Politically correct language is not a bad thing. I don’t want to be referred to as a “girl” “chick” or “bitch” but a woman.  Using the “right words” is positive.  It demonstrates the progress we have made in our understanding of the equality of human beings.  I like that!  Perhaps we should have left it at that.

Political correctness is responsible for:

  • Creating animosity amongst different groups and perpetuating all of the “isms” where none have existed.
  • Suppressing the truth.
  • Removing ourselves from our moral obligations to help marginalized groups.
  • Perpetuating a double-standard when it comes to acceptable  behaviour.
  • Preventing us from talking to one another.

 

How Political Correctness Creates Animosity Amongst Groups

The Christmas holidays are a prime example. I have never met a Jew or a Muslim in Canada who was “offended” by celebrating Christmas in the workplace.  Yet, each year there is a rush to plan a holiday festivity which sounds like a Christmas one – but  it isn’t supposed to be. Or the gathering is cancelled altogether because the organization has just hired a Jew or a Muslim, or any other non-Christian.  The end result: dislike for those of minority faiths and the cancellation of a celebration which would have otherwise brought employees together. In our effort to please everyone –we please no one. Instead, “well-meaning”, “religiously-sensitive”  gestures spring into micro-aggressions in the workplace where none has previously existed.

How Political Correctness Suppresses the Truth

It’s seems like it wasn’t that long ago when CBC’s Marketplace made a formal apology  for publishing inaccurate test results  about vitamin supplements.  But I am unaware of any such apology with the Fifth Estates’ problematic reporting of the incidents which lead to the death of little Aylan Kurdi.  His precious life could have been saved. Instead, they aired a report which infers that the Canadian government was responsible  for Aylan’s death since his family’s application  wasn’t approved in time to immigrate to Canada!   Around the same time, European and Turkish papers had reported about Aylan’s father’s disregard for his own son’s life (did not give him a life jacket but wore one himself) and that he was actually a human smuggler who was trying to get to Germany to get the State to pay for very expensive dental work. And to make matters worse, Aylan  wasn’t the only member of his family who perished as a result of his father’s negligence it was also his mother and siblings. The last I read his father was going to prison.  I don’t recall a correction notice on the Fifth Estate or any other media sources for that matter. It’s not politically correct and it certainly wouldn’t fit in with Liberal politics.

Canadians have been led to believe that we are saving thousands of people from Syrian refugee camps, but sadly we are not. According to the April 13, 2016 edition of Hill Times confirms that “very few are coming from refugee camps”.  Rushing to bring in thousands of people into the country without a good plan and then saying we are saving lives is deceptive. Stop leading Canadians to believe that we are helping more people than we actually are  — we are not!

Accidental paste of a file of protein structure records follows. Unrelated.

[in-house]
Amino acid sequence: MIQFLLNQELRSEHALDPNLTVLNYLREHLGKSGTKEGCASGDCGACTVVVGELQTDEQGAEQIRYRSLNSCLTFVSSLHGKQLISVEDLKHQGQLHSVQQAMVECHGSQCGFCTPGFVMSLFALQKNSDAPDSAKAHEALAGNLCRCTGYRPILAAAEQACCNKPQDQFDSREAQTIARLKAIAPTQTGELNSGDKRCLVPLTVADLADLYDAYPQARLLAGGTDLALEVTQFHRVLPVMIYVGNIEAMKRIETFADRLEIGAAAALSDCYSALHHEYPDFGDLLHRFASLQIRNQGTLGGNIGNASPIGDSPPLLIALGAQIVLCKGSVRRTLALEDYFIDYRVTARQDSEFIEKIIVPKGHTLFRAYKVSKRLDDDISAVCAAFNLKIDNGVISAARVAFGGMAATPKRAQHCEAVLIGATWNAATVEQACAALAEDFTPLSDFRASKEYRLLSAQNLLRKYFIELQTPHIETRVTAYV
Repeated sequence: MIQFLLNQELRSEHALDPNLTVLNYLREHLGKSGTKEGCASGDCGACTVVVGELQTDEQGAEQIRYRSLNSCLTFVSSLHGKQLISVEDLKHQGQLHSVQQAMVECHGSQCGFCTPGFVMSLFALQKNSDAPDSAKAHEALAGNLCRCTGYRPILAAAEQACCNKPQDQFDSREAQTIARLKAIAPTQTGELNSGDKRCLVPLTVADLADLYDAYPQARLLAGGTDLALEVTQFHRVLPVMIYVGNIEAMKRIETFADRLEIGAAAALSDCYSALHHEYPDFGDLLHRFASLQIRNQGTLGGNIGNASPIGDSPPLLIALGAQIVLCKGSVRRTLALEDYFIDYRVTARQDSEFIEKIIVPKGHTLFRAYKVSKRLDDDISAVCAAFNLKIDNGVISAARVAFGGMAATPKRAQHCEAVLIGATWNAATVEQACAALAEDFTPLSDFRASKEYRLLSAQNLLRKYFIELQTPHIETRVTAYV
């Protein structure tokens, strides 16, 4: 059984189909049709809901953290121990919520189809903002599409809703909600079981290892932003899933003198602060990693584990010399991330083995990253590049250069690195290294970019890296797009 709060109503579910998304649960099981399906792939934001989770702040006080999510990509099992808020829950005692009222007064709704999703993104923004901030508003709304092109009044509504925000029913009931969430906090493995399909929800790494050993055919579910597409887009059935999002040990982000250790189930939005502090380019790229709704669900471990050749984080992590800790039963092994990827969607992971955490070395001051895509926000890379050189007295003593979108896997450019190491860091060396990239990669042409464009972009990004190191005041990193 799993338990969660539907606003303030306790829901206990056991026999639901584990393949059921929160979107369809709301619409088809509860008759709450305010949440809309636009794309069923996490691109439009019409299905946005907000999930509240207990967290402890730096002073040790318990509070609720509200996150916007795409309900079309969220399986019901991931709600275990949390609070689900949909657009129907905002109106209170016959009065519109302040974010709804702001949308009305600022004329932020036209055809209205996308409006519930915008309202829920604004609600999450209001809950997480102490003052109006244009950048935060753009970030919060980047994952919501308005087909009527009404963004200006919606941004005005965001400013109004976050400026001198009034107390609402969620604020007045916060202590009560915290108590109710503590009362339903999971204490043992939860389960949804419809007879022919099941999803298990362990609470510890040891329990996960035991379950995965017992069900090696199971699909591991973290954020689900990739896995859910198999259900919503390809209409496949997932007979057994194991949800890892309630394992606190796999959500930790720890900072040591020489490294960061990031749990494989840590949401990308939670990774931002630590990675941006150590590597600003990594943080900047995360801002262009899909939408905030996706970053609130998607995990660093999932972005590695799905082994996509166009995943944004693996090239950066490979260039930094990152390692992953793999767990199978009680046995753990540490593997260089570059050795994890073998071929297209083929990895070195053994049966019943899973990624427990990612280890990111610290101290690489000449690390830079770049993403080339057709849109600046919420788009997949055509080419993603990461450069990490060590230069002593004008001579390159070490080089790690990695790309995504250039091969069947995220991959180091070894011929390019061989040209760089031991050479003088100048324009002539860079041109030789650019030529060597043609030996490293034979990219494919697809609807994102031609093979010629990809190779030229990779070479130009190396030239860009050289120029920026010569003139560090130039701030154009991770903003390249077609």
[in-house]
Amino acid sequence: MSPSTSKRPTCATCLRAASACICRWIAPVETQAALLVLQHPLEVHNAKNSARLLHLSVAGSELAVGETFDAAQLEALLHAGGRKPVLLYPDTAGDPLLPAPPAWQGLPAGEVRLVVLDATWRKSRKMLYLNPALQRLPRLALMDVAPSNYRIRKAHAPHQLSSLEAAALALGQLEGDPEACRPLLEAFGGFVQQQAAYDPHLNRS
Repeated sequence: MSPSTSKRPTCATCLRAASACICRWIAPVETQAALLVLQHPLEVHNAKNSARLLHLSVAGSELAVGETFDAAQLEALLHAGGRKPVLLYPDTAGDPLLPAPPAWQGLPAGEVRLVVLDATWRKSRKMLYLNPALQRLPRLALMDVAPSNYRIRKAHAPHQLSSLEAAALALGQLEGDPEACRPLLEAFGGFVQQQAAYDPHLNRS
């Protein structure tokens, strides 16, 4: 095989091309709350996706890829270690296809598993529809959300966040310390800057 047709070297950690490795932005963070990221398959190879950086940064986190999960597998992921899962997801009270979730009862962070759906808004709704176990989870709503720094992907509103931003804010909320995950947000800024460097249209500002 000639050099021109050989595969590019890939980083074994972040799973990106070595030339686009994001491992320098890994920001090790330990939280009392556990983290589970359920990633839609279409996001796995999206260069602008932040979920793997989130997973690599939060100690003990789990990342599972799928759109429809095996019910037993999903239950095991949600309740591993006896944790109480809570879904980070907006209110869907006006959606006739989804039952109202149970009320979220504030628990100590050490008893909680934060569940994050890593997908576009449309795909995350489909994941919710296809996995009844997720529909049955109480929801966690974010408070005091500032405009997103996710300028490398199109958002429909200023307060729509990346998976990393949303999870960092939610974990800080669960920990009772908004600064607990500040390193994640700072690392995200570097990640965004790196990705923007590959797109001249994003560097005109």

My friends from former communist countries have noted that the CBC is no different than the propaganda they had to put up with back in their country of origin. It seems that our media on the whole has a disdain for simultaneously broadcasting opposing points of view.  There’s a name for that:  media bias.

Internationally and at home, journalists, police officers, and government officials are not allowed to report what is going on because they are afraid of an uprising and backlash against refugees and migrants. Since when is censorship a part of living in a democratic country?  I ask myself: What must it be like to be a muzzled journalist these days?

Yet the sexual abuse of children at the hands of Catholic priests seems to be okay to broadcast around the world. Christian-bashing has becoming so acceptable in our modern society that we hardly notice it.  Rarely do you ever hear anyone sticking up for Christians. So who makes the decision of what truths can be disclosed and which will be suppressed? Political correctness does.

Political correctness slaps a “xenophobe” or “racist” label whenever you disagree with a leftist mentality. Very strong words, improperly used when citizens start asking questions about the politics of their country.  I would argue by using these words so regularly  actually takes away from the experiences of those who truly live them each day.

How Political Correctness Removes Us From Our Moral Responsibility

Where are the voices of Western feminists when it comes to advocating for the rights of women globally?   In some ways, today’s feminists haven’t evolved much from the 1960’s.  Female genital mutilation, child marriage and honour killings are off-bounds.  I would encourage any feminist who thinks it is culturally insensitive to challenge the violent practices of other cultures to meet the women who have endured them.  In my work with immigrant women, I have met those who have suffered these horrendous, traumatic practices and who have been marred physically and psychologically for the rest of their lives.  If we don’t try to help our sisters globally we are making the statement that their lives are less valuable.  Is the life of a Yemenite, Sudanese, Indian girl or other any less than a Western life?  Of course not. It is not racist to advocate for the rights of people who are often voiceless. It is the right thing to do!